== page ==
Wednesday, May 11, 2011

Clean CSS with Server-Side Browser Detection (1/2)

Why?!
We all know that browser detection is bad, but let us look at some situations in which it may actually make sense; consider the following use cases:
  1. A specific (old?) browser needs some special CSS styles to make things look/work acceptably.
    For example, Firefox 3.0 needs a negative margin on an INPUT field, to correct a bug.
  2. Certain content should be highlighted to give a visual clue that this content appears most appropriate for the visitor's context, like browser and OS.
    For example, on a download page, you want to highlight a download for Mac OS X 10.6, because that is what the visitor appears to use.
Alternative Solutions
Typical solutions for these problems are:
  1. Use CSS hacks.
    Downsides: Unreliable, cumbersome and very hard to maintain.
  2. Use conditional comments.
    Downside: IE-only.
  3. Use feature detection. Various client-side frameworks support this, e.g., Modernizr or jQuery's $.support.
    Downsides: Only works when JavaScript is enabled, only on more recent, capable browsers and may impact performance negatively on less capable devices.
The Case for a Different Path
Excluding the first one, the mentioned solutions have their applications in modern web development. However, they certainly do not cover all ground.

An alternative solution for the specified use cases would be welcome if it would comply with all or most of the following requirements:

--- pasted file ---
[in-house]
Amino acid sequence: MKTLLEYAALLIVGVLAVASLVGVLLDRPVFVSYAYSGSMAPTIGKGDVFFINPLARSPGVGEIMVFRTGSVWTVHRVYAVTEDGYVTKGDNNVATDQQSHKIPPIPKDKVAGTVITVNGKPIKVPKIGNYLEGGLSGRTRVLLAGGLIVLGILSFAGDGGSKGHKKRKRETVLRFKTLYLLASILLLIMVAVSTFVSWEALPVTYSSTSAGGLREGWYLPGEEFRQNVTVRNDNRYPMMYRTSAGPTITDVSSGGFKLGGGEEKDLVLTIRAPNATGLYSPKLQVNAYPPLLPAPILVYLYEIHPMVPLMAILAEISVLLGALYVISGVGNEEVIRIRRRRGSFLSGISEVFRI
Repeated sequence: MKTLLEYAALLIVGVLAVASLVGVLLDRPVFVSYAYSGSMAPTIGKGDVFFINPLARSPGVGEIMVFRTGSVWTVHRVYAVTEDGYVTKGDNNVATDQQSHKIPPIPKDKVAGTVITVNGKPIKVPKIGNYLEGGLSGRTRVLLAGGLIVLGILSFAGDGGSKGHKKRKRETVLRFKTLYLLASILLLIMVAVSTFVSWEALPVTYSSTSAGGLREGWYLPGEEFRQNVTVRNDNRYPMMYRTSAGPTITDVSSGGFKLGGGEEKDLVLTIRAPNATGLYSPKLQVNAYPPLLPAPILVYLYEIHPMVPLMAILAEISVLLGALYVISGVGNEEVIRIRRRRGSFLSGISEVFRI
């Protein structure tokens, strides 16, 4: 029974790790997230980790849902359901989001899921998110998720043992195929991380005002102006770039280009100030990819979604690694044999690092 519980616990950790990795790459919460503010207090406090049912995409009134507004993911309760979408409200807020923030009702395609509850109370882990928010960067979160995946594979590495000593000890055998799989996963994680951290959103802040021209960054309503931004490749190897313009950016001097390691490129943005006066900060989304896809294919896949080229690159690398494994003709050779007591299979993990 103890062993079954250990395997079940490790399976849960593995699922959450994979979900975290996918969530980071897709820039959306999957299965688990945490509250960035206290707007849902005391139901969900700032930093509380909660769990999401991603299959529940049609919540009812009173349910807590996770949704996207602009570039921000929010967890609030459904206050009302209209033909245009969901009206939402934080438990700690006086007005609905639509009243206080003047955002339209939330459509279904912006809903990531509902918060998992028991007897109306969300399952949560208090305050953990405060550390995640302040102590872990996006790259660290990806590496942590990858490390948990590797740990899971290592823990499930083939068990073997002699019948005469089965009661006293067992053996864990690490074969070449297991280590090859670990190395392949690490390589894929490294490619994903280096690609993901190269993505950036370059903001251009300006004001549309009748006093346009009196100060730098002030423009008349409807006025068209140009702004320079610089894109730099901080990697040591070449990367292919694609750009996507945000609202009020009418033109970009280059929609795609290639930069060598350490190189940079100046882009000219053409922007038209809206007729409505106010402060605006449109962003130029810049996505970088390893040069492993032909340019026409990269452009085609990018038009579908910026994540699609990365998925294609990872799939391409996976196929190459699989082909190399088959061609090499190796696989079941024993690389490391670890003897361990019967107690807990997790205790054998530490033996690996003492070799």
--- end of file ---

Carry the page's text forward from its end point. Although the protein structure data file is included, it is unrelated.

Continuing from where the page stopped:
1. Reliable, e.g. should automatically pick up new browser versions.
  2. Easy to apply.
  3. Easy to maintain, i.e., no hacks like html>/**/body {}.
  4. Generally applicable, i.e., not specific to IE.
  5. Supports Progressive Enhancement, i.e., does not require JavaScript.
  6. Supports older and less capable browsers as well as more recent and capable ones.
  7. High performance, no time lost detecting features client-side on a limited CPU.
Server-Side Detection
An alternative solution is to have a server-side algorithm add some CSS classes to an element on the HTML document. For example, an iPad agent string could result in the following BODY tag being generated:
<BODY class="Device-Tablet Browser-Safari BrowserEngine-WebKit BrowserOS-iOS">
Let's look at what such an approach has to bring to the table in terms of requirements coverage:
  1. Reliability: Fair/good. Newer browser versions will be picked up automatically or with an update of the detection algorithm.
  2. Easy to apply: Yes, definitely: BODY.BrowserOS-MacOS .MacDownload {border: 1px solid green;}
  3. Easy to maintain: Yes, you only deal with (readable!) CSS.
  4. Generally applicable: Yes, only limited by what user agents offer (of course) and what the algorithm detects; but the algorithm can be extended.
  5. Supports Progressive Enhancement: Yes, perfectly. Works without a single line of JavaScript.
  6. Supports older and less capable browsers: Yes, the detection is done server-side, independent of the browser.
  7. High performance: Yes, server-side algorithm should take less than 10 ms.

What's Next?
Does it sound like there is a valid use case for server-side browser detection? Let me know in the comments!

In a followup article, I will give some code samples.

2 comments:

  1. Hi,

    Still waiting for Part 2 of this article with the code examples. Been almost a year since your first post. Thanks!

    G.

    ReplyDelete